“Adding up the Asian Equation at Google” (Dunn, 2014) suggests that the tech giant has a diversity problem. Although the company has a rich history of success and innovation, upper-echelon leadership can take Google to the next level through utilizing transformational leadership tactics. Specifically, they can improve through inspiring diversity, changing employee priorities and by achieving more by doing things in new ways (Phillips & Gully, p. 432).
Transformational leaders motivate followers to adopt their goals through communicating an inspirational vision. Google recently released its diversity statistics, acknowledging their shortcoming. In the past, it’s possible that Google focused on the task at hand verses focusing on the people. They were successful by providing clearly defined goals for its employees, but they should shift to a focus on people to remain competitive in innovation. Specifically, they should enthusiastically encourage diversity, as performance increases when employees have a positive attitude toward diversity (Phillips & Gully, p.42). Google’s strong leaders recognize the value of diversity, however, and have poured a great deal of resources into equipping women and African Americans with skills to be competitive. This is a bigger problem than Google, however, as college graduates in general do not reflect America’s population, especially degrees in science or math. This limits the pool to recruit from, but with an optimistic vision that values diversely, leaders will be able to hire, retain, and engage the best talent, leading to increased performance (Phillips & Gully, p.42).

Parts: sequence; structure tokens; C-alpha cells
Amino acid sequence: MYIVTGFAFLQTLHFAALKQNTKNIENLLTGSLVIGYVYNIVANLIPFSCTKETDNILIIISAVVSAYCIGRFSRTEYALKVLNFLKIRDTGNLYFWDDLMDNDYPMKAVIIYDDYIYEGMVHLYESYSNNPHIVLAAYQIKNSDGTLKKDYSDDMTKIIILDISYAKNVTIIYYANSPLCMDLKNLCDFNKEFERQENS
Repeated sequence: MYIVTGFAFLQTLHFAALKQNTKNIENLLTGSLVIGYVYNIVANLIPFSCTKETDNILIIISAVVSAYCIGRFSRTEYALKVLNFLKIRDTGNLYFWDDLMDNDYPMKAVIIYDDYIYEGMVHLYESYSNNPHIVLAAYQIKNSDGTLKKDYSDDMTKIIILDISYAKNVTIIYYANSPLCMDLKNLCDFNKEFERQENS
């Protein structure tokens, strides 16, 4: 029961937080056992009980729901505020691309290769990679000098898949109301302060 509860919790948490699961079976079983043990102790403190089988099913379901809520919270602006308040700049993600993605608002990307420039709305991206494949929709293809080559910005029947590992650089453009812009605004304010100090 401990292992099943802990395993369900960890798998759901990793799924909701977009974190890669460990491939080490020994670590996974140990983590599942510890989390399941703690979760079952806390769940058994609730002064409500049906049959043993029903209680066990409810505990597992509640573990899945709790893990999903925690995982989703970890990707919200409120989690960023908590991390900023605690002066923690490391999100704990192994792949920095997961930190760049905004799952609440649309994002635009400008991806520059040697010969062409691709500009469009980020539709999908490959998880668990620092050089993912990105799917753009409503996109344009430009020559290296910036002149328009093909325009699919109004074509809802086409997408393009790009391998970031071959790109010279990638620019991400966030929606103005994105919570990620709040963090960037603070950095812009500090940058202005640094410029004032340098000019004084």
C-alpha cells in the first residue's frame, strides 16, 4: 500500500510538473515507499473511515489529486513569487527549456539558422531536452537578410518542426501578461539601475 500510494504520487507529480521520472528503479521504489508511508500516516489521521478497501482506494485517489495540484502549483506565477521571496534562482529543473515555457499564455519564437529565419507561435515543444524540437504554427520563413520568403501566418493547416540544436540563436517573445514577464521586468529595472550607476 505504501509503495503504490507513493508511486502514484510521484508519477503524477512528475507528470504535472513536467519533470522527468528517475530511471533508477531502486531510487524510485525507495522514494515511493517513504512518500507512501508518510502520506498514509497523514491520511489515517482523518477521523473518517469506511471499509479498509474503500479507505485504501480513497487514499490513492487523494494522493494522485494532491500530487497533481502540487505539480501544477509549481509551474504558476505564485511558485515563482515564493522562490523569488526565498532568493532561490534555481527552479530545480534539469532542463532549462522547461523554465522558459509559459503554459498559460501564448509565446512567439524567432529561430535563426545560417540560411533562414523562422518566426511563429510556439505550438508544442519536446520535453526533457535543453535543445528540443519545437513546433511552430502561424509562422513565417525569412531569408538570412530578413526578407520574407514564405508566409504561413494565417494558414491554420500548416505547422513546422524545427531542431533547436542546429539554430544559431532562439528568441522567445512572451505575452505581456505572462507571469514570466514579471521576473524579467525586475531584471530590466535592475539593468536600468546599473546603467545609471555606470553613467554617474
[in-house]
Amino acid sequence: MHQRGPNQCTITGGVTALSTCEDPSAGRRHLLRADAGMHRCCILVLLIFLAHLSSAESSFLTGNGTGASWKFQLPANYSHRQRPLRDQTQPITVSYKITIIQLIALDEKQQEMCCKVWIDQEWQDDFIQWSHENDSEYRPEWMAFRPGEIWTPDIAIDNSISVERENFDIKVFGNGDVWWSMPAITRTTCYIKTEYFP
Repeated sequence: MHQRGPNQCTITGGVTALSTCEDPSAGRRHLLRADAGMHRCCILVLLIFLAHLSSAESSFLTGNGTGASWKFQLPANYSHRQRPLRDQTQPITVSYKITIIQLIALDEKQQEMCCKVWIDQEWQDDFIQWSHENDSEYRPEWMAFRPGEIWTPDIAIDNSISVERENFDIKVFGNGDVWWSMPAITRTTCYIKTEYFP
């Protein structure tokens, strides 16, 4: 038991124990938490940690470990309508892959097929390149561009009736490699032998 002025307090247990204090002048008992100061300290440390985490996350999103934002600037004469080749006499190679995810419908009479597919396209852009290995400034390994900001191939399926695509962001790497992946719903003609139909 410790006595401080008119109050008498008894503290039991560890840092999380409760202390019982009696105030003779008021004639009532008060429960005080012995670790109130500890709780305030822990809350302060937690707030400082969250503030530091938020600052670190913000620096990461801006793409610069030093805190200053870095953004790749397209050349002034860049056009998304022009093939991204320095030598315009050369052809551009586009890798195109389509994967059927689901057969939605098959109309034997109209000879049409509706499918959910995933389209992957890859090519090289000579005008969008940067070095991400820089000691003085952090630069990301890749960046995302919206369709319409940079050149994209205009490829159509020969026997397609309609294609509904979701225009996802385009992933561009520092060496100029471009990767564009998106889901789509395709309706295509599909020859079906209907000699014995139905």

Diversity is a competitive advantage and studies show that diverse groups problem solve more effectively than non-diverse groups (Phillips & Gully, p.43). This is because employees leverage their professional and personal backgrounds to develop a more comprehensive view of the problem, leading to a broader list of possible solutions. Thus, diversity achieving more through creativity and innovation, which is precisely what Google is looking to achieve.
Dunn, K. (2014, August 8). Adding up the Asian Equation at Google. Talent Management. Retrieved from
Philips, J. & Gully, S. (2014). Organizational Behavior (2e). Mason: South-Western.